EspañolWinter is about to begin in Chile. The sky seems to envelop us with its grayness; we are soaked with rain; and the first sneezes show up. We get colds and start queuing at pharmacies.
In Chile, about 90 percent of drug sales flow through only three pharmacy chains: Salcobrand, Cruz Verde, and Ahumada (FASA). According to a report (p.16) published last year by the Organization for Economic Cooperation and Development (OECD), Chile has the highest proportion of family expenditures on medical care of the 34 member nations, not including long-term care. Drugs are the major component of that spending.
Chile’s abysmal disadvantage in medical spending is not only in relative terms: even in the United States, a particular drug for the treatment of breast cancer costs less than a third of what it costs in Chile. These cost differences are also more or less the same for drugs necessary for treating many chronic diseases such as diabetes, epilepsy, Parkinson’s disease, hypertension, heart disease, and seasonal diseases such as the ones that appear with the arrival of winter.
Allow me to explain some of the reasons for this situation, including the rules of free and competitive enterprise, antitrust laws, and the code of good practice in the marketplace. Unfortunately, Chile’s pharmaceutical industry engages in anti-competitive practices of various kinds.
This high market concentration cannot be understood without an analysis of the close relationship between the giant commercial drug distributors and the pharmaceutical laboratories. To start with, laboratories do not have a public price list. Aiming for high sales volumes, they seek to position their brand and products by offering privileged purchase prices to select pharmacy chains. And these chains then impose a range of retail prices that harm so called “neighborhood pharmacies,” which already have been virtually excluded from the market by these maneuvers.
After brief periods of price wars between the three privileged competitors, however, they realized that collusion is a more profitable strategy than competition. The pharmacy chains began to coordinate their retail prices in 2007. Within a year, collusion premiums generated profit margins that in some cases reached 3,000 percent, when compared to the prices managed by the Supply Central of the National Health Service (CENABAST).*
In 2012, the Tribunal for the Defense of Free Competition (TDLC) fined two pharmacies, Salcobrand and Cruz Verde, with the maximum punishment allowed by the law (“the historic fine“): about US$19 million. This is a laughable figure and hardly a deterrent considering the magnitude of profits generated by collusive practices — the value of the fine represents approximately 3 percent of annual industry sales — which the press described ironically as “the tail’s hair” (el pelo de la cola, as little as the hair on a pig’s tail)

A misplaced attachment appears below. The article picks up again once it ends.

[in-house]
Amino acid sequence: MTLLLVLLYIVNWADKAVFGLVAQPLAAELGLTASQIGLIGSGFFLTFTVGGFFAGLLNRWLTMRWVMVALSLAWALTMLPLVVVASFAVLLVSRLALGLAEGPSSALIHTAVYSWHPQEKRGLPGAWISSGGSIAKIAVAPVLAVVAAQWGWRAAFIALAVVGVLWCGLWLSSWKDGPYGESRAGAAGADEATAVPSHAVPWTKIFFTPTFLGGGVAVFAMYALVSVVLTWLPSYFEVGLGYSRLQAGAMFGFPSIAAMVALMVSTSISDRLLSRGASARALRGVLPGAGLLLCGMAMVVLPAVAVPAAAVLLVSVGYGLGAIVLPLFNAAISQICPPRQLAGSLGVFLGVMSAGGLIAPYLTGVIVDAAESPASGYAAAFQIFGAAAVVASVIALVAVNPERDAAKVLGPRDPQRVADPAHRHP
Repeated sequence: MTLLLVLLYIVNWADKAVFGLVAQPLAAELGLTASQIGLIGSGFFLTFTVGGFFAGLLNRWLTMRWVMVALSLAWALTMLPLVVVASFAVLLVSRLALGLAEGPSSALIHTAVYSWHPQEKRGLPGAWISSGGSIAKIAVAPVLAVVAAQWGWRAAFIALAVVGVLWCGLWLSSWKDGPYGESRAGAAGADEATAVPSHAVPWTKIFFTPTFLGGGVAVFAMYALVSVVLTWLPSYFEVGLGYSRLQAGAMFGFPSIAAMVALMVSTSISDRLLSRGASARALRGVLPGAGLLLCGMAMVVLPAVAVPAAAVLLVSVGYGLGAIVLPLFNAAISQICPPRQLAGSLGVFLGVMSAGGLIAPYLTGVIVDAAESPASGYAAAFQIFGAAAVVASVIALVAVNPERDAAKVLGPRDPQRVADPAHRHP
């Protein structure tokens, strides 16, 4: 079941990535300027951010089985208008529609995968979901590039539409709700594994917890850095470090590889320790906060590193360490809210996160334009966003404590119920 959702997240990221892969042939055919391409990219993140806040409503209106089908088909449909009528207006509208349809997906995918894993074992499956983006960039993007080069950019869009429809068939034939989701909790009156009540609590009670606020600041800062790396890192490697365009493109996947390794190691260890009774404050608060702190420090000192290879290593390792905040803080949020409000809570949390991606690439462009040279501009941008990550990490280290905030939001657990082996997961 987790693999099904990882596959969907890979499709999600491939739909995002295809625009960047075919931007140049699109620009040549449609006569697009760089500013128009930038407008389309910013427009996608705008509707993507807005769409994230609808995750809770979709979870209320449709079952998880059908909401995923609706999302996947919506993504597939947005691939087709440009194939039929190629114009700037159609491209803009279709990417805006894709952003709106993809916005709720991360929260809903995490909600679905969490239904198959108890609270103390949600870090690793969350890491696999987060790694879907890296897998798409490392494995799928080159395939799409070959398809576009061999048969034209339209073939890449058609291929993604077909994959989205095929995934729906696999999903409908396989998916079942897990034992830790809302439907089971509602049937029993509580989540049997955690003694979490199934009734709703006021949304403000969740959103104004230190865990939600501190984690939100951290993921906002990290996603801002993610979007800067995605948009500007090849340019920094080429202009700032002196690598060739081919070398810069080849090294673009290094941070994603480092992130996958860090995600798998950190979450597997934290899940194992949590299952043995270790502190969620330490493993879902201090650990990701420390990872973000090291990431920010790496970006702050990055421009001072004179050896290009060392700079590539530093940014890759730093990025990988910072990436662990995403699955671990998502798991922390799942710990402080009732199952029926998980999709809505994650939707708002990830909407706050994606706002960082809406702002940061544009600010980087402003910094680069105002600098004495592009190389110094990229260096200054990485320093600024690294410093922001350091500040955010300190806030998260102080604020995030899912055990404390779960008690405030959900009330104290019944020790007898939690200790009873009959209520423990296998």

The industry’s links with the political world are also increasingly opaque. Although the TDLC and the National Economic Prosecutor (FNE) have spoken against market distortions, that hasn’t changed much, given the strong political influence of the large pharmacy chains. Lobbying is still poorly regulated, so the funding of political parties and election campaigns by representatives of large pharmacy chains is common practice. And the result of these practices is inferred from the pattern of legislative voting against projects that seek to limit the power of the pharmaceutical triumvirate.
A clear example was when the Health Commission of the Chamber of Deputies rejected the suggestion from the Ministry of Economy to allow the sale of non-prescription drugs in channels other than pharmacies (supermarkets and gas stations, for example). To this day, we have to frequent pharmacies for all our medical needs, even if it’s just for relieving a simple headache.
Given these pervasive, economically unhealthy practices in the Chilean market for medicines, it is necessary to consider their ethical implications, which are very serious. These products often not only improve one’s quality of life, but prolong it and even make it possible. Predatory pricing in an oligopolistic market — with the complicity of the legislative body — is particularly immoral and deplorable.
We can be sure that there are plenty of cases in which a vital treatment has been interrupted or delayed due to its exorbitant and distorted costs. Those who can afford it escape this perverse market, thanks to the phenomenon of medical tourism, but of course, they are a privileged minority.
Most patients are simply doomed, thanks to the vices created by a concentrated pharmaceutical market. An obvious case of the lack of moral imagination Locke talked about, and which I addressed in one of my previous articles.
Salud, dear readers.
* The CENABAST is a state agency that sells drugs to hospitals at cost or with a minimal markup for administrative expenses.